H. Feldmeier1, K.E. Bradbury1-3, A.W. Betts1, E.M. Castillo1, T. Kelly1, N. Charkoudian2, A.T. Lovering1

1University of Oregon, Eugene, OR; 2United States Army Research Institute of Environmental Medicine, Natick, MA; 3ARCS Program, Oregon Chapter

During exercise, core (Tc) and skin temperatures (Tsk) increase due to a higher heat production from increased metabolism by exercising muscles. To maintain Tc and Tsk within a precise range the body increases skin blood flow to facilitate heat loss from radiation and sweating, and there is some heat released through exhalation. Individuals with a patent foramen ovale (PFO) do not release as much heat through respiration as individuals without a PFO because a fraction of their cardiac output bypasses the respiratory system (Davis et al. 2017). PURPOSE: The purpose of this study was to determine if the presence of a PFO is associated with higher Tc and Tsk at rest and during exercise in healthy adult men. METHODS: The study was completed in a thermoneutral environment (20 C, 39% rh). 21 men (11 PFO+ and 10 PFO-), ages 18-35 y/o completed the study. Participants completed 3 study visits. On day 1 they performed non-invasive pulmonary function tests and a cardiac ultrasound to determine the presence or absence of a PFO. On day 2, participants performed a graded exercise protocol at 4 workloads to determine what workload would elicit a heat production of 7 W/kg of body weight. They also completed a peak test. On visit 3, participants completed a 1 hour cycling protocol at the previously determined 7W/kg workload, which was confirmed using metabolic data during the 1 hr bout. Tc (telemetric pill) and Tsk (skin thermistors on 4 sites) were measured continuously. RESULTS: PFO- participants had significantly higher (P<0.05) Tc before and during exercise compared to PFO+ subjects (rest PFO- , rest PFO+ ) (exercise PFO- , exercise PFO+ ). No significant difference was observed in Tsk between PFO+ and PFO- participants. CONCLUSION: Contrary to our previously published work, these data suggest that the presence of a PFO is associated with decreased Tc at rest and during exercise. Reasons for these discrepancies are not yet understood.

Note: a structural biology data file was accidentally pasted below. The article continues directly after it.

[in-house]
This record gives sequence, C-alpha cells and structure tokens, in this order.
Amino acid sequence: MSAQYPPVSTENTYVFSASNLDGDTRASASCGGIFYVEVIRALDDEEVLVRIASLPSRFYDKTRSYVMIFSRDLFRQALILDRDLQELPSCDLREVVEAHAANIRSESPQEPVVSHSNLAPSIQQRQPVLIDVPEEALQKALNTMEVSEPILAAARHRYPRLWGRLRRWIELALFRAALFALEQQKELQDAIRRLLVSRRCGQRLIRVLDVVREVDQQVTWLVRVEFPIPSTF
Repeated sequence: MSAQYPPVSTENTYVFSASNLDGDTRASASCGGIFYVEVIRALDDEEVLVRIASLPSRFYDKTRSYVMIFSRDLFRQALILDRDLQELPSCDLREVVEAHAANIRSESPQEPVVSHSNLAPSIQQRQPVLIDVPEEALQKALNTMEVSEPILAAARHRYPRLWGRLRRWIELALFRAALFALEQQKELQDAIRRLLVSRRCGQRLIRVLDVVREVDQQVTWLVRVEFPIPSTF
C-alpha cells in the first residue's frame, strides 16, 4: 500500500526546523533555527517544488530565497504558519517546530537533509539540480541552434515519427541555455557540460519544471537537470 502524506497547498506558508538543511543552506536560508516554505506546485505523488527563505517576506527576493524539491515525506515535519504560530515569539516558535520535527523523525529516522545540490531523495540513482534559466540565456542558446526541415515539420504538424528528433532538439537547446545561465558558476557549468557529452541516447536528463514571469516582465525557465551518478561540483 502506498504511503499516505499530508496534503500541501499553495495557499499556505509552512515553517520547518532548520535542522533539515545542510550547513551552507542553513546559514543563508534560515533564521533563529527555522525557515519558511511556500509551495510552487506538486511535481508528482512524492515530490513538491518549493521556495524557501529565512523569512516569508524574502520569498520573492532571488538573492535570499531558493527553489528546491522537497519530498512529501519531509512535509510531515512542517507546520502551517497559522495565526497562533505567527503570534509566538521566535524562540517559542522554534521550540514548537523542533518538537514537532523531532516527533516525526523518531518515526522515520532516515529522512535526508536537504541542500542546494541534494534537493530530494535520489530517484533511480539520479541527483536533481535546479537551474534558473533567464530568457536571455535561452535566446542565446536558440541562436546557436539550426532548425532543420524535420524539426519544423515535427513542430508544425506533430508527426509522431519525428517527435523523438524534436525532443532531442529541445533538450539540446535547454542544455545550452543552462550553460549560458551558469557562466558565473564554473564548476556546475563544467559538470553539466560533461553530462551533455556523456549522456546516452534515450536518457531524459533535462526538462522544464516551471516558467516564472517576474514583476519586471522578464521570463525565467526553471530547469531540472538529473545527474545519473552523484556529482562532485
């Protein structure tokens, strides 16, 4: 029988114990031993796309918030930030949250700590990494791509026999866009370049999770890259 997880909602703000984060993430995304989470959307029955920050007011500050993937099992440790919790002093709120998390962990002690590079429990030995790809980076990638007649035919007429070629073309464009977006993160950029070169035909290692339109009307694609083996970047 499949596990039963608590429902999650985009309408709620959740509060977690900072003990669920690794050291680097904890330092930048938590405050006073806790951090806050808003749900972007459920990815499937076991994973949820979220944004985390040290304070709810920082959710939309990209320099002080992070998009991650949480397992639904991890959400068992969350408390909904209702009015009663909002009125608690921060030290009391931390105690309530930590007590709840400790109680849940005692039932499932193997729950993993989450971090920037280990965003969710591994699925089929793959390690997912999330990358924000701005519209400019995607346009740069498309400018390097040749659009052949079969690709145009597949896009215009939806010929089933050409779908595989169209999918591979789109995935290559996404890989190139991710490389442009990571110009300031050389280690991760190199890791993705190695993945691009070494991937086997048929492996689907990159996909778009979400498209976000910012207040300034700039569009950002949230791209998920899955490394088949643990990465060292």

Supported by the University of Oregon Human Physiology Department, the Human Physiology Excellence Fund, and USARIEM.

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